What Followed In Relation To Child Protection There are currently 146 Children and Youth in some form of Ministry care in the Northeast. 115 are of First Nation and Aboriginal descent which equates to approximately 71 % of the in-care population being from our peoples and communities. The Aboriginal year ago population is approximately 22 % of the total overall 0 – 18 population in the northeast (i.e. 4,139 of 18,262 total).
Nenan believes in the agency of children and youth to play a key role in helping to inform the development of a new Child Protection response and they are actively being engaged and empowered via the Triple "A" Assessment process.
Walking Tour activity with the children of the West Moberly First Nation
Youth Photo Framing Empowerment Assessment (Feb 20, 2008) Background: Interview with Louie Wokeley, Halfway First Nation Youth Vanessa Currie "So, can you tell us about some of the good things that make you feel good in your life?“ Louie Wokeley " I love my gramma more than anything. She makes me feel safe and she means everything for me. She doesn't drink." Allen Cummings "Does she live here in Ft St John?“ Louie Wokeley "No, she lives in Halfway”. Vanessa Currie "Can you tell us about some things you like to do?“ Louie Wokeley "Soccer, and hunting. I love going hunting on the weekend, for moose or mostly elk with my mom (Sherry). This weekend we're going to go. I get to cut, cook and eat. My gramma makes dry meat, is good stuff!"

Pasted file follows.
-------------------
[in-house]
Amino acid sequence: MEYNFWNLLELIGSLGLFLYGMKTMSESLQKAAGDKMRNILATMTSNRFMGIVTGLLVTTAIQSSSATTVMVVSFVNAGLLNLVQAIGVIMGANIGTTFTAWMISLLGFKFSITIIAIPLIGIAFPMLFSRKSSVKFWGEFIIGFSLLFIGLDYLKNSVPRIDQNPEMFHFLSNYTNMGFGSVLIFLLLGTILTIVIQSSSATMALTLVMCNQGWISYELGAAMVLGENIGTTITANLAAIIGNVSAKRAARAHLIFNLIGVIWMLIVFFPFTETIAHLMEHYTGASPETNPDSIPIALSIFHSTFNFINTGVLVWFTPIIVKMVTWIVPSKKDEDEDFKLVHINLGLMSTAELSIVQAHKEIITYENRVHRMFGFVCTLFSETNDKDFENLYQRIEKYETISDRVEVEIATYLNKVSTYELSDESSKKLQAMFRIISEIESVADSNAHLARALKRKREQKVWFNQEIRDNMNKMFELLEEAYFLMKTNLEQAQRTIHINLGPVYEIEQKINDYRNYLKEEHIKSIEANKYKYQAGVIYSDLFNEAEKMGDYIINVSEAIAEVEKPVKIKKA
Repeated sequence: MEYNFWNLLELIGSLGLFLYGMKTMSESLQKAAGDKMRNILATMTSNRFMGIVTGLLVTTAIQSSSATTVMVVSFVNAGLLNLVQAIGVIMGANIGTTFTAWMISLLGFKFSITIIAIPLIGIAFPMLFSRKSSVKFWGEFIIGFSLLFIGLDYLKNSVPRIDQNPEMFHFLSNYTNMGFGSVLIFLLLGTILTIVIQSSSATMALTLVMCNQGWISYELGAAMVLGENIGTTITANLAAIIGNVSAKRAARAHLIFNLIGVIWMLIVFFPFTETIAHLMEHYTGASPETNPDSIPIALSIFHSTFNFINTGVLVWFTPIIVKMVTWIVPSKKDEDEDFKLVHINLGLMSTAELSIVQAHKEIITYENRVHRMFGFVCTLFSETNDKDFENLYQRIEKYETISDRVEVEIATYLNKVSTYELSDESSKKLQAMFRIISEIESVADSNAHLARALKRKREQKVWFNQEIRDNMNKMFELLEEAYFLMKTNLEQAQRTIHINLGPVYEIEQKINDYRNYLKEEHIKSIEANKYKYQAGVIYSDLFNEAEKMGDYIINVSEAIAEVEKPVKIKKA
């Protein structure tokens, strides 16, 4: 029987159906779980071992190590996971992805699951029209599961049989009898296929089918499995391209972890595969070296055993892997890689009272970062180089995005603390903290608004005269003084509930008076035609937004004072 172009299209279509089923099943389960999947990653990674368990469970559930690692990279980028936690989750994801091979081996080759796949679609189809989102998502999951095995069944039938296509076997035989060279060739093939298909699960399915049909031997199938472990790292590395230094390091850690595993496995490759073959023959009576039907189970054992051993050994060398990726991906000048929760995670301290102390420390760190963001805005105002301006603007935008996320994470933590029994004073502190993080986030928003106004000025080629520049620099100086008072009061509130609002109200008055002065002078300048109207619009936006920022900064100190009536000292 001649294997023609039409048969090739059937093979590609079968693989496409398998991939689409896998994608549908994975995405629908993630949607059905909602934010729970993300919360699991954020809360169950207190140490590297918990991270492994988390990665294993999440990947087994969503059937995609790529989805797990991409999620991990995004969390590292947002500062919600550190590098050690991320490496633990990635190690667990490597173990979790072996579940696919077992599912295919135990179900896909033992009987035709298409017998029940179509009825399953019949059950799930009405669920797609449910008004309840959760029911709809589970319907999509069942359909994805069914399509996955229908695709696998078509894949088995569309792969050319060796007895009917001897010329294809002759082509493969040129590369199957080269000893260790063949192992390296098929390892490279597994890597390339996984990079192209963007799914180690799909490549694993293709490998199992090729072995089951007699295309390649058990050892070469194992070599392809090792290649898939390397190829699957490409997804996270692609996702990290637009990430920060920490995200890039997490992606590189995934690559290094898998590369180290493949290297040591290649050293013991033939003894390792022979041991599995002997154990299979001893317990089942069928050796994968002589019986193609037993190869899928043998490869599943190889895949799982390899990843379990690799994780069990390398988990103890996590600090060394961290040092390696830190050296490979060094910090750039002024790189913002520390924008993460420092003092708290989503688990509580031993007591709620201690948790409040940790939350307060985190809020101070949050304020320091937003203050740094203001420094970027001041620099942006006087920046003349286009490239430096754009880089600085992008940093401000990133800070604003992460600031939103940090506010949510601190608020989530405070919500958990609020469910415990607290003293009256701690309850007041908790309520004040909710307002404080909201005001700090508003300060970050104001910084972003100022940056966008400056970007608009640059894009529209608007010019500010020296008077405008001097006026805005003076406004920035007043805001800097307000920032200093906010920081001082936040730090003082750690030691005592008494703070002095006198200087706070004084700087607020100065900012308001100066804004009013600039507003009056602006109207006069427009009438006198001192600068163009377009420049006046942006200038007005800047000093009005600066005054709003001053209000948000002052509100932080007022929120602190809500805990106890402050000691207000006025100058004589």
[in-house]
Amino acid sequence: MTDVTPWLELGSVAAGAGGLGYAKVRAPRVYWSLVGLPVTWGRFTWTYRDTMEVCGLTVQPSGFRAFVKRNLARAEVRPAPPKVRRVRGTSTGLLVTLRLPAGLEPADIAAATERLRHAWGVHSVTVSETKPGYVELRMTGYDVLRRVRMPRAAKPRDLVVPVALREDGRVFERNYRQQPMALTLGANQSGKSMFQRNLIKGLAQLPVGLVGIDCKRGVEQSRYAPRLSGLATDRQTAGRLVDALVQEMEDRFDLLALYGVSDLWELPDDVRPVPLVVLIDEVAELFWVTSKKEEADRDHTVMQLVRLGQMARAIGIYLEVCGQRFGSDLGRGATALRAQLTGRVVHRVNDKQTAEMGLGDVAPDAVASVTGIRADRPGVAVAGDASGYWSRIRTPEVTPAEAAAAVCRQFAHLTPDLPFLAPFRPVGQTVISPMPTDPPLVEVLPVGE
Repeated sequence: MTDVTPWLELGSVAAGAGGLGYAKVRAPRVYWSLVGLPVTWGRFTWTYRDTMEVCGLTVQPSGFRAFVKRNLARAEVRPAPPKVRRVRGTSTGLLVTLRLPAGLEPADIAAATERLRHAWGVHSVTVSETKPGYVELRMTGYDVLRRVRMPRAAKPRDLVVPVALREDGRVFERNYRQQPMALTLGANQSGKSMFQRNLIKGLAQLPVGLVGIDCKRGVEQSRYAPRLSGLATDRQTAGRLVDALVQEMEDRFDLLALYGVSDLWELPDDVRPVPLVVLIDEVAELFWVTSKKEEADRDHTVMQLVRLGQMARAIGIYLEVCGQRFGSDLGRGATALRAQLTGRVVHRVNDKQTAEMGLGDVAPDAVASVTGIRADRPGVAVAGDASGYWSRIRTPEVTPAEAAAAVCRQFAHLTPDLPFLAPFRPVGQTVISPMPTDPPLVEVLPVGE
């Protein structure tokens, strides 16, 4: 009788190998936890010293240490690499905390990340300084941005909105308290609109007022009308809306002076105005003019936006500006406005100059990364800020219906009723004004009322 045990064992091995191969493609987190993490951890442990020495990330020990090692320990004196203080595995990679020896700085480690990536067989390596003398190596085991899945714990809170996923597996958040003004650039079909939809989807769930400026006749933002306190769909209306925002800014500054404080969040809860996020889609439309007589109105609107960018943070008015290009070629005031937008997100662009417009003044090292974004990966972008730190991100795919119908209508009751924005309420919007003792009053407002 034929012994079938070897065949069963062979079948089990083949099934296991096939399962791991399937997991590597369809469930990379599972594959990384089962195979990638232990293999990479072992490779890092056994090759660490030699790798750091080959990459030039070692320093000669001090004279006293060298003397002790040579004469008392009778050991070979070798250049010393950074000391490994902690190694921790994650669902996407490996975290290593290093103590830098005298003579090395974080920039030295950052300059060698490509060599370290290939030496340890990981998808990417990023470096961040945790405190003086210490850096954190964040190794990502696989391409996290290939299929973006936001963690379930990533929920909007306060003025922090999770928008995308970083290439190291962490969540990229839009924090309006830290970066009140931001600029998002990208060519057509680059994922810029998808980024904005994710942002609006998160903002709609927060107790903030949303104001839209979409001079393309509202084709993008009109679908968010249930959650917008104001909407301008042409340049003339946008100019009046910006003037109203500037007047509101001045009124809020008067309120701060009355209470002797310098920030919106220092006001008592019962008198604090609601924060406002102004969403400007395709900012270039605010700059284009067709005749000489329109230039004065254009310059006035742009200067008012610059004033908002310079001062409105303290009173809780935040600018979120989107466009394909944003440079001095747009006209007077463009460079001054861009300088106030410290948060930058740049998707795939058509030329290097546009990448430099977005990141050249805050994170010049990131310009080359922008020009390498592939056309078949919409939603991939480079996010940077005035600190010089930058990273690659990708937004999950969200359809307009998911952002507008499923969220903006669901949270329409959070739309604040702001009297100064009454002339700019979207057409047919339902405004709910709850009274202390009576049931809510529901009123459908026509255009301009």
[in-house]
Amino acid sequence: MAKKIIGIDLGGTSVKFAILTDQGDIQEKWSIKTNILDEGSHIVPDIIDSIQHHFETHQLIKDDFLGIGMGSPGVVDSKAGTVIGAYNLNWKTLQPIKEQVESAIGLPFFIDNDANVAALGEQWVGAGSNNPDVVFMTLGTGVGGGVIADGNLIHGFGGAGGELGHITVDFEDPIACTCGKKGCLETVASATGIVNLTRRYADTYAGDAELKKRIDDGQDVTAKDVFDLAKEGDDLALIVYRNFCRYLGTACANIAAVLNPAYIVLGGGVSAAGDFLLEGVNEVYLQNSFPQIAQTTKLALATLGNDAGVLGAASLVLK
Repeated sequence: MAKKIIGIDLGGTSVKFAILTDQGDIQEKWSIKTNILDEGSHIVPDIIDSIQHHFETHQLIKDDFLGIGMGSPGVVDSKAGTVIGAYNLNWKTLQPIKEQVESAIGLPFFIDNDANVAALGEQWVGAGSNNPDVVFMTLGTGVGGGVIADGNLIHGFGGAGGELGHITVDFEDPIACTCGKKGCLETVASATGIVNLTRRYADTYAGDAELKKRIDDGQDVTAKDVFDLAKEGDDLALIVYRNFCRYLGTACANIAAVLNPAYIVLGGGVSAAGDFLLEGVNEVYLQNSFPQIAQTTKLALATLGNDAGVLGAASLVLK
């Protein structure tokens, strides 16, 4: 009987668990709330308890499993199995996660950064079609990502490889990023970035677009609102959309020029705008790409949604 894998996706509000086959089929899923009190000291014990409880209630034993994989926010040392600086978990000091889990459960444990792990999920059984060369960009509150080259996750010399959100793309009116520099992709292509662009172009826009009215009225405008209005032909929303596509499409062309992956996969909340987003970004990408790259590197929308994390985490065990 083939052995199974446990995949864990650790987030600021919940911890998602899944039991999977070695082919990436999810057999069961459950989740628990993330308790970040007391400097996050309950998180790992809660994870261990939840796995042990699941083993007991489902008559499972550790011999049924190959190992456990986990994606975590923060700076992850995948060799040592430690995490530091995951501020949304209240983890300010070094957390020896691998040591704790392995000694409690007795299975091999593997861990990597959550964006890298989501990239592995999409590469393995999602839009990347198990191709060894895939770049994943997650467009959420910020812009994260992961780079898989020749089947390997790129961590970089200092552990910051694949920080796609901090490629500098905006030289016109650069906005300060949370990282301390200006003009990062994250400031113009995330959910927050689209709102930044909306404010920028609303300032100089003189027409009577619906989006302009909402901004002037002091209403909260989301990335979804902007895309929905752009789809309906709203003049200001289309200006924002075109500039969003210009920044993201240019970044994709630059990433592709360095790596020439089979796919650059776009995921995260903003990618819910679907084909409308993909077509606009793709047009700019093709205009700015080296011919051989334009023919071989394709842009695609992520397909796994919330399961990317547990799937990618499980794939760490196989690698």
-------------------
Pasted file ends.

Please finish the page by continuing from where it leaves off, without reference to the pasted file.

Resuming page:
Grounding A New Child Protection Response In a Cultural and Traditions Based Approach An Old Path... Back To The Future
We believe strongly in the child rights centered approach where our children are supported in enjoying and practicing their respective culture and language which is integral to their healthy development and our respective community well-being. We are intensively engaging our Elders to learn and re- establish the agency of our culture and community assets that served our people so well in the past, so that we can develop a new Child Protection system which draws upon these strengths for our future.
"Klin-se-za" Also known as the "Twin Sisters," is a twin peaked mountain of profound spiritual and cultural significance. The mountains are sacred for the peoples and are a place of protection, sustenance and well-being in times of challenge.
Nenan Dane_Zaa Deh Zona Family Services Society Thank you for taking the time to view this presentation.